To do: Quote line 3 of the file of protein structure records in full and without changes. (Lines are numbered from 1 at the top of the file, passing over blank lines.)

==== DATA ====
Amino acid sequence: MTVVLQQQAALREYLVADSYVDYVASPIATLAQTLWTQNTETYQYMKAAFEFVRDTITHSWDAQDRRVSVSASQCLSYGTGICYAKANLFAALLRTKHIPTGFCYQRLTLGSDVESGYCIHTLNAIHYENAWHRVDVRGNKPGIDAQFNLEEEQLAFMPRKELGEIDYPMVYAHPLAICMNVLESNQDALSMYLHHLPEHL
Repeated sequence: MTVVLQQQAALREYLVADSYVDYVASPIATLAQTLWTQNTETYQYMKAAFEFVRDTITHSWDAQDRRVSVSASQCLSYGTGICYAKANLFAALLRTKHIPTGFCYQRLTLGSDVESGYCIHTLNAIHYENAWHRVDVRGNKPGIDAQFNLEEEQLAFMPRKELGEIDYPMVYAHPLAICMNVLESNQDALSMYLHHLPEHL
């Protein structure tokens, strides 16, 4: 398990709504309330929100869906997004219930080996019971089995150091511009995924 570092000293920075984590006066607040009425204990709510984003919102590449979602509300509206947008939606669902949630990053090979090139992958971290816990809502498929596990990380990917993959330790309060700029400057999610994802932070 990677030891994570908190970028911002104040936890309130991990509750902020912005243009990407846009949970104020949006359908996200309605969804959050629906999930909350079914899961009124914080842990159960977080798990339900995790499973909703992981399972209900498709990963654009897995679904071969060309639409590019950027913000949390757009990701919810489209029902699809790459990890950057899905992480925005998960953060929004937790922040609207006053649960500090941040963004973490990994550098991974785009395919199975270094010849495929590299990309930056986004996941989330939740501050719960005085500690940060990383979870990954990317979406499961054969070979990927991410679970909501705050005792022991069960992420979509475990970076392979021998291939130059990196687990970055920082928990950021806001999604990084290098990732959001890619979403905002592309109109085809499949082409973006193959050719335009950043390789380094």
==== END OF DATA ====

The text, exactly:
């Protein structure tokens, strides 16, 4: 398990709504309330929100869906997004219930080996019971089995150091511009995924 570092000293920075984590006066607040009425204990709510984003919102590449979602509300509206947008939606669902949630990053090979090139992958971290816990809502498929596990990380990917993959330790309060700029400057999610994802932070 990677030891994570908190970028911002104040936890309130991990509750902020912005243009990407846009949970104020949006359908996200309605969804959050629906999930909350079914899961009124914080842990159960977080798990339900995790499973909703992981399972209900498709990963654009897995679904071969060309639409590019950027913000949390757009990701919810489209029902699809790459990890950057899905992480925005998960953060929004937790922040609207006053649960500090941040963004973490990994550098991974785009395919199975270094010849495929590299990309930056986004996941989330939740501050719960005085500690940060990383979870990954990317979406499961054969070979990927991410679970909501705050005792022991069960992420979509475990970076392979021998291939130059990196687990970055920082928990950021806001999604990084290098990732959001890619979403905002592309109109085809499949082409973006193959050719335009950043390789380094």